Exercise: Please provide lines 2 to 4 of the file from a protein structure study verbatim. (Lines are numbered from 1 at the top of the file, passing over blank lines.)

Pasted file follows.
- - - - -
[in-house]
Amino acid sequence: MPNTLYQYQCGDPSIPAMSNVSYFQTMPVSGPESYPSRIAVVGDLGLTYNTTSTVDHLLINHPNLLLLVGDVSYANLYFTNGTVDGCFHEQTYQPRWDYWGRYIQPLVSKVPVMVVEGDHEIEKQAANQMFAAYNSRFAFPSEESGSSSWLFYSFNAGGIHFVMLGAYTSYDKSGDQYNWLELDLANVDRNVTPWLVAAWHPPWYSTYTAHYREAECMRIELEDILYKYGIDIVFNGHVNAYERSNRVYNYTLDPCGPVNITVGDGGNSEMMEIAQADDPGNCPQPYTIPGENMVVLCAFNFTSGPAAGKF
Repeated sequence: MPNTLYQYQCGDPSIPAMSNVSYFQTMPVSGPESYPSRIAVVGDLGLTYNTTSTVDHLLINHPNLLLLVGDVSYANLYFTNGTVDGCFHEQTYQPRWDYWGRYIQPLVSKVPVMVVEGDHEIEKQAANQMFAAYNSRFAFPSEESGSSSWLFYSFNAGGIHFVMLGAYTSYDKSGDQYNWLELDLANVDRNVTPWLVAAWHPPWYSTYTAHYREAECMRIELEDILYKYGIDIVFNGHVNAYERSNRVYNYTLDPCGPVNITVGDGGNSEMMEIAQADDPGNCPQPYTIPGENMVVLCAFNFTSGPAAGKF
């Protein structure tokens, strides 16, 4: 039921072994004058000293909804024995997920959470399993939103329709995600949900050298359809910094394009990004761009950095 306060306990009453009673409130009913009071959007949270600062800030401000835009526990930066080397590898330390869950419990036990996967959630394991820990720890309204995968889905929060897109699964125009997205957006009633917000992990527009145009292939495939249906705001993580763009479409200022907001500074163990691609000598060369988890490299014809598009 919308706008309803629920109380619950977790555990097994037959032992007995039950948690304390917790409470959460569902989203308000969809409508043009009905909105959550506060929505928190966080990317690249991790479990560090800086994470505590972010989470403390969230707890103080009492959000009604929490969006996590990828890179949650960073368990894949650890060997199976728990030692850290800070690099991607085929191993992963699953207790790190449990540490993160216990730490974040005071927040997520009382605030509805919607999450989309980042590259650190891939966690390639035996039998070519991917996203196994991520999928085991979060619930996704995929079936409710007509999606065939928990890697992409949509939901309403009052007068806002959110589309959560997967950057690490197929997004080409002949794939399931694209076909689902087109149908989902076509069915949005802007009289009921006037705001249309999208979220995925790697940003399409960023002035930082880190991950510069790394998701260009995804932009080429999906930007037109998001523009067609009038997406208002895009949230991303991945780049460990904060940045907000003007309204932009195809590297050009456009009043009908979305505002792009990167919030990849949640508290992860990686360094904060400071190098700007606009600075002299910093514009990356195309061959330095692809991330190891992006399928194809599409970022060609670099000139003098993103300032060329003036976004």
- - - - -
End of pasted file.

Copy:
Amino acid sequence: MPNTLYQYQCGDPSIPAMSNVSYFQTMPVSGPESYPSRIAVVGDLGLTYNTTSTVDHLLINHPNLLLLVGDVSYANLYFTNGTVDGCFHEQTYQPRWDYWGRYIQPLVSKVPVMVVEGDHEIEKQAANQMFAAYNSRFAFPSEESGSSSWLFYSFNAGGIHFVMLGAYTSYDKSGDQYNWLELDLANVDRNVTPWLVAAWHPPWYSTYTAHYREAECMRIELEDILYKYGIDIVFNGHVNAYERSNRVYNYTLDPCGPVNITVGDGGNSEMMEIAQADDPGNCPQPYTIPGENMVVLCAFNFTSGPAAGKF
Repeated sequence: MPNTLYQYQCGDPSIPAMSNVSYFQTMPVSGPESYPSRIAVVGDLGLTYNTTSTVDHLLINHPNLLLLVGDVSYANLYFTNGTVDGCFHEQTYQPRWDYWGRYIQPLVSKVPVMVVEGDHEIEKQAANQMFAAYNSRFAFPSEESGSSSWLFYSFNAGGIHFVMLGAYTSYDKSGDQYNWLELDLANVDRNVTPWLVAAWHPPWYSTYTAHYREAECMRIELEDILYKYGIDIVFNGHVNAYERSNRVYNYTLDPCGPVNITVGDGGNSEMMEIAQADDPGNCPQPYTIPGENMVVLCAFNFTSGPAAGKF
């Protein structure tokens, strides 16, 4: 039921072994004058000293909804024995997920959470399993939103329709995600949900050298359809910094394009990004761009950095 306060306990009453009673409130009913009071959007949270600062800030401000835009526990930066080397590898330390869950419990036990996967959630394991820990720890309204995968889905929060897109699964125009997205957006009633917000992990527009145009292939495939249906705001993580763009479409200022907001500074163990691609000598060369988890490299014809598009 919308706008309803629920109380619950977790555990097994037959032992007995039950948690304390917790409470959460569902989203308000969809409508043009009905909105959550506060929505928190966080990317690249991790479990560090800086994470505590972010989470403390969230707890103080009492959000009604929490969006996590990828890179949650960073368990894949650890060997199976728990030692850290800070690099991607085929191993992963699953207790790190449990540490993160216990730490974040005071927040997520009382605030509805919607999450989309980042590259650190891939966690390639035996039998070519991917996203196994991520999928085991979060619930996704995929079936409710007509999606065939928990890697992409949509939901309403009052007068806002959110589309959560997967950057690490197929997004080409002949794939399931694209076909689902087109149908989902076509069915949005802007009289009921006037705001249309999208979220995925790697940003399409960023002035930082880190991950510069790394998701260009995804932009080429999906930007037109998001523009067609009038997406208002895009949230991303991945780049460990904060940045907000003007309204932009195809590297050009456009009043009908979305505002792009990167919030990849949640508290992860990686360094904060400071190098700007606009600075002299910093514009990356195309061959330095692809991330190891992006399928194809599409970022060609670099000139003098993103300032060329003036976004």